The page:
A time may come when the person you love and care about – a spouse, a parent or a grandparent– becomes unable to care for themselves due to an illness or age-related limitations. When this happens, you may consider becoming their legal guardian. But what exactly does this mean?
Basically, guardianship is the process of obtaining the legal authority to act on behalf of another person. Depending on the type of guardianship, the guardian may be involved in the protected person’s day-to-day life.
Why might guardianship be necessary?
Most often, adults have the legal right to make their own legal decisions. A guardianship may be needed when the adult in question is incapacitated, meaning that they can no longer take care of themselves due to a mental incapacity, disease or other forms of mental deficiency.
What types of guardianship are there?
There are generally three types of guardianship:
- Guardianship over the individual: This guardianship means that the guardian will assume responsibility for the well-being of the protected individual. In this case, the guardian may be responsible for medical and healthcare decisions, food as well as where the person will live.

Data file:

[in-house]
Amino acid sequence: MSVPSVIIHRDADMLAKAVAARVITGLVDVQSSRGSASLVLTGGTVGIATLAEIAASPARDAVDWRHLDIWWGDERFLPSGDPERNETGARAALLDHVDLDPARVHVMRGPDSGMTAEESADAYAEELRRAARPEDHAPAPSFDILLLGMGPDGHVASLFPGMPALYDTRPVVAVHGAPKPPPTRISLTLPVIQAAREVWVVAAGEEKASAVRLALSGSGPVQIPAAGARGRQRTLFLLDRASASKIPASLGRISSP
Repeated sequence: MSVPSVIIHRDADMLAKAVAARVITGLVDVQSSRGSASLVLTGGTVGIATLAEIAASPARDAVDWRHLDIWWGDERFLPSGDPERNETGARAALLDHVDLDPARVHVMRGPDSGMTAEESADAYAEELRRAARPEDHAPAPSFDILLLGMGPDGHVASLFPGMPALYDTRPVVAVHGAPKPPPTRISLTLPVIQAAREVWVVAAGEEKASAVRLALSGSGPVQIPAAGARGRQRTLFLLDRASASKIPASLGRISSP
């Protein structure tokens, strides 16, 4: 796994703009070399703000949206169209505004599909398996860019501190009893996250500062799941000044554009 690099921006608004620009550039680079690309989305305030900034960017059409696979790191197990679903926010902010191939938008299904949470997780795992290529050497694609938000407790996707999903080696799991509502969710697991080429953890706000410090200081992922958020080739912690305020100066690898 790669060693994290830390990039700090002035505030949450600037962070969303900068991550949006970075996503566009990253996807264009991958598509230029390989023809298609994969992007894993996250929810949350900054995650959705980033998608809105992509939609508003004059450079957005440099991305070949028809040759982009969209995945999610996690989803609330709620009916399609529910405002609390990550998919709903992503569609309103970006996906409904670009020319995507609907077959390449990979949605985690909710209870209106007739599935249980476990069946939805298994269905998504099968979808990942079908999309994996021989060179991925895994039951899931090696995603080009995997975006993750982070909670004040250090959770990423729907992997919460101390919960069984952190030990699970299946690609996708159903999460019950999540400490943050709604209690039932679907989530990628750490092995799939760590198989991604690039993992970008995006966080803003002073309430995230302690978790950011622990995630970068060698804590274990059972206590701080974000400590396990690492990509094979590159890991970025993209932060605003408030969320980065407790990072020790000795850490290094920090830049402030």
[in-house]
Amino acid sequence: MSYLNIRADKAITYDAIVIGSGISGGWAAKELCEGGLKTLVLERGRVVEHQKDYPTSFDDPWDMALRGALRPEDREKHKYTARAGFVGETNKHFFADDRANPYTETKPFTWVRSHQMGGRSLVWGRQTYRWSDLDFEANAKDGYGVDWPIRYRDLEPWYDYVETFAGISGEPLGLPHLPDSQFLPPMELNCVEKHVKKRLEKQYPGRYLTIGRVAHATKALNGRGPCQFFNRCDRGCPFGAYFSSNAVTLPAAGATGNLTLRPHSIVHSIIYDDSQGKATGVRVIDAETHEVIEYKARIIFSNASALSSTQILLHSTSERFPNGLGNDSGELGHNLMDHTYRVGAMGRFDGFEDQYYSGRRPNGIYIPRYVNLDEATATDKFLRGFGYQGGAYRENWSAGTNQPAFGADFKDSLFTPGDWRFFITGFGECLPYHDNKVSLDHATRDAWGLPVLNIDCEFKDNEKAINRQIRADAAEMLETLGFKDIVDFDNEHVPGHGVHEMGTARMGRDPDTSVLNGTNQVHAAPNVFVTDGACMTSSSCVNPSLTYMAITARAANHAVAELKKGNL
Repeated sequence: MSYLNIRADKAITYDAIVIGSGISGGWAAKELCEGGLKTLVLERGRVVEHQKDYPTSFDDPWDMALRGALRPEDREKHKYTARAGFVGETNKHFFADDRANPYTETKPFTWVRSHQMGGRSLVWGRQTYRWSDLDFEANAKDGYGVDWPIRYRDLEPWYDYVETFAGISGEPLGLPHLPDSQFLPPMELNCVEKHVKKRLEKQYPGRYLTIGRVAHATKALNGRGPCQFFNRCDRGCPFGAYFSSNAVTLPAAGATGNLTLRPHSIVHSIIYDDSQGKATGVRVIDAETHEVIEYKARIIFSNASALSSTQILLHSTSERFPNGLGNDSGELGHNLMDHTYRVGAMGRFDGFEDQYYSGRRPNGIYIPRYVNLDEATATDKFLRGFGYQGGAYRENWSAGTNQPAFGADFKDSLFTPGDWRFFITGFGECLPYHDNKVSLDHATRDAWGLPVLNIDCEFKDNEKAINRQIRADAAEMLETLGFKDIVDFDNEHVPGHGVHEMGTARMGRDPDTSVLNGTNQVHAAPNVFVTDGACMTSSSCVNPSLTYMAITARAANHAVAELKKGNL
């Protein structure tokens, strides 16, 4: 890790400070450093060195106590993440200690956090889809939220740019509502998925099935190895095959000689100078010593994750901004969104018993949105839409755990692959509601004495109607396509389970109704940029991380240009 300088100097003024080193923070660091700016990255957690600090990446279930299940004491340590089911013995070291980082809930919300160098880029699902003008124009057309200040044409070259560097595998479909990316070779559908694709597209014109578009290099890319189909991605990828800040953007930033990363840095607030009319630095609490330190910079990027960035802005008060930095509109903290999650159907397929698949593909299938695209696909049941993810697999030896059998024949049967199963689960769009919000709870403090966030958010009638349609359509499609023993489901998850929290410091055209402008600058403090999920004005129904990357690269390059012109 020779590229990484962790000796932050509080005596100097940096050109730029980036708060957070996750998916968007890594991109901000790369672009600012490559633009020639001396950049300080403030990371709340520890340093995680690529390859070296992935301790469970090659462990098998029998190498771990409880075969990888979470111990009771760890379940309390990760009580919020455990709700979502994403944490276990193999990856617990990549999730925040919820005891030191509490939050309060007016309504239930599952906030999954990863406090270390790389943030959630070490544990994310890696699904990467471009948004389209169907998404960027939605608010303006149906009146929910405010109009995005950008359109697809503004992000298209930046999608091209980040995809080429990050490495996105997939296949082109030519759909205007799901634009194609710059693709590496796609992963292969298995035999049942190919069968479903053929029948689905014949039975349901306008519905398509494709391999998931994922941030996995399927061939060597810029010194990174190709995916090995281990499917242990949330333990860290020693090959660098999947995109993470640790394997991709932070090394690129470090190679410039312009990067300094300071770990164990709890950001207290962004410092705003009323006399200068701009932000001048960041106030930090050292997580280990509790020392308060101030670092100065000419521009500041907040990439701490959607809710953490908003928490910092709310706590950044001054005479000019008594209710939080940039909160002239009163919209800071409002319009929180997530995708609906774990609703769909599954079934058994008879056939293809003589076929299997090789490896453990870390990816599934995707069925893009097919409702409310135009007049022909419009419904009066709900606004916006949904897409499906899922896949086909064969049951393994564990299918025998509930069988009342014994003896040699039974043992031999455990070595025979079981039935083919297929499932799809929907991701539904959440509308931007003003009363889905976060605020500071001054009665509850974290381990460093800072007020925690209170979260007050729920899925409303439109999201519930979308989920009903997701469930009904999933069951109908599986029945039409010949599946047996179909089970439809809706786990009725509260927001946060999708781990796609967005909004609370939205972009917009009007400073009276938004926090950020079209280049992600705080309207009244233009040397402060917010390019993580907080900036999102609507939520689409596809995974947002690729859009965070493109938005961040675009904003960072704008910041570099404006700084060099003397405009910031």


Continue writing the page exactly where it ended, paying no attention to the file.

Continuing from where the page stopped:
- Guardianship over the estate: This type of guardianship empowers the designated guardian to make decisions over the protected person’s estate. This may include financial decisions like buying and disposing of assets on behalf of the protected person.
- Guardianship over the protected person and their estate: This type of guardianship combines the protected individual and their property.
Most often, guardianship over an adult last until the protected person regains their ability to care for themselves or until their demise.
Protecting your best interests
When a loved one loses their independence, pursuing guardianship may be prudent. Learning more about New Jersey guardianship laws can help you safeguard your best interests while designating a guardian for your loved one.